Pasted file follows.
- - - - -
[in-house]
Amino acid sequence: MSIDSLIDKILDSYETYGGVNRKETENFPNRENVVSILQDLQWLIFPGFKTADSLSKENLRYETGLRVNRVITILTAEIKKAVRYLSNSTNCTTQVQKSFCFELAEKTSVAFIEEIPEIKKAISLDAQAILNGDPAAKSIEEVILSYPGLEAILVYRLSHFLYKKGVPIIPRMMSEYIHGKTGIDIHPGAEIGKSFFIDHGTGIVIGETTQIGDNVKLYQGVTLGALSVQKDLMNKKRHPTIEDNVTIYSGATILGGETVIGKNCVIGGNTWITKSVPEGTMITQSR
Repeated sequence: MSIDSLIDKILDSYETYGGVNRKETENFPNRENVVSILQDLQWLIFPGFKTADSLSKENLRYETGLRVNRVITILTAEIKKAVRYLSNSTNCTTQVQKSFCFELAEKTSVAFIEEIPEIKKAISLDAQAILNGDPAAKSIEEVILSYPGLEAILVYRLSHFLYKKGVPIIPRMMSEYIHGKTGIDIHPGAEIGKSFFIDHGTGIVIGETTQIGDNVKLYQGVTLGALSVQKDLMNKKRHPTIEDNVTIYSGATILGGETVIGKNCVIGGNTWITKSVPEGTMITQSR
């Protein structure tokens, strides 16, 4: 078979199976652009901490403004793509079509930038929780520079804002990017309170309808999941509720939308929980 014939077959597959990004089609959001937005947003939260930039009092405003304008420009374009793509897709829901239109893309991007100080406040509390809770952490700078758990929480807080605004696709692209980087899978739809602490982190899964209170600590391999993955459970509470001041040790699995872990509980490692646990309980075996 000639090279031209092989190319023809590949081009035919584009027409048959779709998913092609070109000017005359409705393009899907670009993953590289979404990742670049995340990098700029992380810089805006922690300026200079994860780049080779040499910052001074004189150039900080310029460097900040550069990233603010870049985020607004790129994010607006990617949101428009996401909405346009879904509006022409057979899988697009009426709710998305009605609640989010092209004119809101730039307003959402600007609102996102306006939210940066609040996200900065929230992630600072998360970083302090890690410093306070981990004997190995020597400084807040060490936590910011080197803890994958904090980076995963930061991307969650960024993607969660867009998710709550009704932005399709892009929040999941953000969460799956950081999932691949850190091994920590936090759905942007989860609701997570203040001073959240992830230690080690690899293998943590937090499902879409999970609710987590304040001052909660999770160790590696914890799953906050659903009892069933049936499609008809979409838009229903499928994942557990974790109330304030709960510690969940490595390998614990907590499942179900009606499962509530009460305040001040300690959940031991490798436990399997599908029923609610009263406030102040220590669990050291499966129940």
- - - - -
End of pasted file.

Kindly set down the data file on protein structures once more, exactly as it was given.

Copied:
[in-house]
Amino acid sequence: MSIDSLIDKILDSYETYGGVNRKETENFPNRENVVSILQDLQWLIFPGFKTADSLSKENLRYETGLRVNRVITILTAEIKKAVRYLSNSTNCTTQVQKSFCFELAEKTSVAFIEEIPEIKKAISLDAQAILNGDPAAKSIEEVILSYPGLEAILVYRLSHFLYKKGVPIIPRMMSEYIHGKTGIDIHPGAEIGKSFFIDHGTGIVIGETTQIGDNVKLYQGVTLGALSVQKDLMNKKRHPTIEDNVTIYSGATILGGETVIGKNCVIGGNTWITKSVPEGTMITQSR
Repeated sequence: MSIDSLIDKILDSYETYGGVNRKETENFPNRENVVSILQDLQWLIFPGFKTADSLSKENLRYETGLRVNRVITILTAEIKKAVRYLSNSTNCTTQVQKSFCFELAEKTSVAFIEEIPEIKKAISLDAQAILNGDPAAKSIEEVILSYPGLEAILVYRLSHFLYKKGVPIIPRMMSEYIHGKTGIDIHPGAEIGKSFFIDHGTGIVIGETTQIGDNVKLYQGVTLGALSVQKDLMNKKRHPTIEDNVTIYSGATILGGETVIGKNCVIGGNTWITKSVPEGTMITQSR
């Protein structure tokens, strides 16, 4: 078979199976652009901490403004793509079509930038929780520079804002990017309170309808999941509720939308929980 014939077959597959990004089609959001937005947003939260930039009092405003304008420009374009793509897709829901239109893309991007100080406040509390809770952490700078758990929480807080605004696709692209980087899978739809602490982190899964209170600590391999993955459970509470001041040790699995872990509980490692646990309980075996 000639090279031209092989190319023809590949081009035919584009027409048959779709998913092609070109000017005359409705393009899907670009993953590289979404990742670049995340990098700029992380810089805006922690300026200079994860780049080779040499910052001074004189150039900080310029460097900040550069990233603010870049985020607004790129994010607006990617949101428009996401909405346009879904509006022409057979899988697009009426709710998305009605609640989010092209004119809101730039307003959402600007609102996102306006939210940066609040996200900065929230992630600072998360970083302090890690410093306070981990004997190995020597400084807040060490936590910011080197803890994958904090980076995963930061991307969650960024993607969660867009998710709550009704932005399709892009929040999941953000969460799956950081999932691949850190091994920590936090759905942007989860609701997570203040001073959240992830230690080690690899293998943590937090499902879409999970609710987590304040001052909660999770160790590696914890799953906050659903009892069933049936499609008809979409838009229903499928994942557990974790109330304030709960510690969940490595390998614990907590499942179900009606499962509530009460305040001040300690959940031991490798436990399997599908029923609610009263406030102040220590669990050291499966129940």